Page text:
Last updated: February 16. 2014 4:39PM - 1112 Views
By - ncooke@civitasmedia.com



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WARRENSBURG — The University of Central Missouri Office of Sustainability hosted the the annual Teach-In on Sustainability on Thursday, with more than 20 speakers presenting on topics ranging from sustainability in the residence halls to why recycling glass is important.


This year’s Teach-In had the theme “Small Changes: Big Impact” and featured speakers from UCM and Warrensburg, as well as from around the Kansas City area.


“The No. 1 reason we had the sixth annual Teach-In is to educate students and the community on how to make small changes in their everyday lives,” said Hunter Hoyer, sustainability coordinator. “Our goal is to have a platform to help people understand the issues and how to react to them.”


Megan Gurera, of Southeast Enterprises in Kansas City, spoke about the company’s holiday light recycling program, which collected 39,000 pounds of lights which were recycled through its sheltered workshop. She talked about the important dual purpose of the drive, preventing lights from reaching landfills when they can be repurposed, and providing job opportunities for people with mental or physical disabilities.


Dayona Nett, UCM residence hall director and Office of Sustainability volunteer, offered tips for how to be more sustainable on campus and in the community, with a list of small changes to make in everyday life.


The Teach-In also included UCM alumnus Leroy Shatto, owner of Shatto Milk Co. in Osborn. The company began in 2001 when Shatto and his wife began looking for alternative methods of marketing their family farm-produced milk products, and in 2003 the company began delivering milk in glass bottles to a few stores in the Kansas City area. The company’s products are now available in more than 70 retail stores in the area.


“It’s the university’s mission to use alumni to build up the environment for students,” Hoyer said. “It’s a big deal to have him here. During his presentation he gave out free samples and talked about sustainability on a farm and about being a sustainable supply chain.”


Several UCM staff and students presented about UCM’s efforts to be a more sustainable lifestyle, including Stephanie Payne, Sodexo’s regional sustainability coordinator. Sodexo, UCM’s food provider, has recently introduced recyclable to-go containers in the dining halls, and gets most of its food from local vendors. She said about 70 percent of the fish sold on campus is grown locally and obtained sustainably, and that it will soon be 100 percent in the next few years.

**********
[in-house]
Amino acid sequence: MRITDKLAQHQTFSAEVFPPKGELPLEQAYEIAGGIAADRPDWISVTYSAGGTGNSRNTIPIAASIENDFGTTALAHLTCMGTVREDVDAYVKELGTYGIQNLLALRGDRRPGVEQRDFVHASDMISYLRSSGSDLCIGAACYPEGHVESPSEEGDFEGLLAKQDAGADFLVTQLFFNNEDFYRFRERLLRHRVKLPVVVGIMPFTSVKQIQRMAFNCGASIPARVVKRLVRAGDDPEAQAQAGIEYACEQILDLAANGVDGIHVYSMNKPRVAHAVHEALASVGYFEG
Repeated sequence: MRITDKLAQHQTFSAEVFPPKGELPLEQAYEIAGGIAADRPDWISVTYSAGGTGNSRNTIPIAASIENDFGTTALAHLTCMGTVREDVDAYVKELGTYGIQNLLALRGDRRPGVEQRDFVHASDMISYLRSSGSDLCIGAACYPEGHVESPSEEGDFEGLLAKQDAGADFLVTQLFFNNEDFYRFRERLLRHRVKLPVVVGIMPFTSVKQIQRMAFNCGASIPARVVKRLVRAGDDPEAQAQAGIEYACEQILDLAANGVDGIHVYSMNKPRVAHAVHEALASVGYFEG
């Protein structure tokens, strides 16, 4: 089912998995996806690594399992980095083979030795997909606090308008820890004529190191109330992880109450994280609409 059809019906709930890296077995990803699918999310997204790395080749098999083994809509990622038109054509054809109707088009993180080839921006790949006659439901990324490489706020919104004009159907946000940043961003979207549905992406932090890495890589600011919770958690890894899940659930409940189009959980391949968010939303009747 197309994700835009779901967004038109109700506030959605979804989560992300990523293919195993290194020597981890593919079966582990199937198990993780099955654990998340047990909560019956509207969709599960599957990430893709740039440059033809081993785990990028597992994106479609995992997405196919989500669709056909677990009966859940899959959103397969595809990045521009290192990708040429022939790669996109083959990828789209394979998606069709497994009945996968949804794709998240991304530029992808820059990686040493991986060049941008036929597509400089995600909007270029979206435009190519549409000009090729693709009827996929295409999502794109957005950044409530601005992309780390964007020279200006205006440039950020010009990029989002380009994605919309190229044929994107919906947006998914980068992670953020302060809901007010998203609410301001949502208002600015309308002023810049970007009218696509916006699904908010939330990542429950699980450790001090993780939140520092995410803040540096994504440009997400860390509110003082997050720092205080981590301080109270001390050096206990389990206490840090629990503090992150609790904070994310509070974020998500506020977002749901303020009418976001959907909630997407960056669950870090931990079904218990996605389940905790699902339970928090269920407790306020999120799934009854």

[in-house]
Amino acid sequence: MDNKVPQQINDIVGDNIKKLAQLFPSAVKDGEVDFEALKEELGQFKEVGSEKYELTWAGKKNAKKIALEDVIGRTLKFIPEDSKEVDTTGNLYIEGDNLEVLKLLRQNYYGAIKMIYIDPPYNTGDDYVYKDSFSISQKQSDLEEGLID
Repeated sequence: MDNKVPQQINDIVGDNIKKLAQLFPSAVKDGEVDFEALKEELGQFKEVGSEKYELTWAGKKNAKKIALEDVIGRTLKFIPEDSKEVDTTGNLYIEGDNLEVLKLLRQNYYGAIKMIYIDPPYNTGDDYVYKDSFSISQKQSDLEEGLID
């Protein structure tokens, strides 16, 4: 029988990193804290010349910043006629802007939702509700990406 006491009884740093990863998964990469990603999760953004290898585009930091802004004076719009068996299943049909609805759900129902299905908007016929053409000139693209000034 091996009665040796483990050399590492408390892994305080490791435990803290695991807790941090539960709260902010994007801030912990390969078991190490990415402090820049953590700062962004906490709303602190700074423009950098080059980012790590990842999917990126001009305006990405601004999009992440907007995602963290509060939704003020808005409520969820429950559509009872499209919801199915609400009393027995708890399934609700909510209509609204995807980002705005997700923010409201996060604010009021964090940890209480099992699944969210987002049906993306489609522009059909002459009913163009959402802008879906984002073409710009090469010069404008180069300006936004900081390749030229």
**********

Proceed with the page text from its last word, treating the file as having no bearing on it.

UCM has several projects in place to help students, faculty and staff live a more sustainable lifestyle, including recycling bins in all residence halls and around campus, which has prevented about 2.5 million pounds of waste from reaching landfills, service days, participation in Earth Week, and the Re-Cycles bike rental program. Buildings are also constructed in sustainable ways, and four buildings on campus are Energy Star certified.


New this year is the Green Resident Certification program. Students can take a survey, attend an Office of Sustainability event, and volunteer with the office to receive their certification.


“Our goal is to get students involved and to have accountability,” Hoyer said. “The Teach-In was a launching point for the certification. Small changes, big impact is a call to action and it has had an effect on campus, but it’s also our goal to help the Warrensburg community.”


For more information about the sustainability efforts on the UCM campus, visit ucmo.edu/sustain.


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